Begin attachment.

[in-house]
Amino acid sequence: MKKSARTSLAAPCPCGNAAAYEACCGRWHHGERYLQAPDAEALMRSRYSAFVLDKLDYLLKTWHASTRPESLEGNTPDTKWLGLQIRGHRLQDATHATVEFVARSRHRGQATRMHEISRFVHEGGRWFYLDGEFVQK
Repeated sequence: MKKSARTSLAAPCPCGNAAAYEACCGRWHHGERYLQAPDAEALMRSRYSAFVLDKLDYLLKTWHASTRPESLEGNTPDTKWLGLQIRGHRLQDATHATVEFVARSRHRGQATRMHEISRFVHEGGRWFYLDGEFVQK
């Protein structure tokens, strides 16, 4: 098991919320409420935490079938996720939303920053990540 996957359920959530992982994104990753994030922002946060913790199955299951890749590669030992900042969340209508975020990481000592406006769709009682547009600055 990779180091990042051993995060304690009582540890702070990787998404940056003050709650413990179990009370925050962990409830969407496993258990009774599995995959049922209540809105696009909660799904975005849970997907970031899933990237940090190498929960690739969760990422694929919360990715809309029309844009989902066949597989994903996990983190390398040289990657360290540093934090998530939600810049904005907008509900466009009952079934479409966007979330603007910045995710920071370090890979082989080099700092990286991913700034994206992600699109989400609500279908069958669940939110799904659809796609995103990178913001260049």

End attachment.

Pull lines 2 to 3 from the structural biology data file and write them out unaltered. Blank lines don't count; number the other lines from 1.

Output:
Amino acid sequence: MKKSARTSLAAPCPCGNAAAYEACCGRWHHGERYLQAPDAEALMRSRYSAFVLDKLDYLLKTWHASTRPESLEGNTPDTKWLGLQIRGHRLQDATHATVEFVARSRHRGQATRMHEISRFVHEGGRWFYLDGEFVQK
Repeated sequence: MKKSARTSLAAPCPCGNAAAYEACCGRWHHGERYLQAPDAEALMRSRYSAFVLDKLDYLLKTWHASTRPESLEGNTPDTKWLGLQIRGHRLQDATHATVEFVARSRHRGQATRMHEISRFVHEGGRWFYLDGEFVQK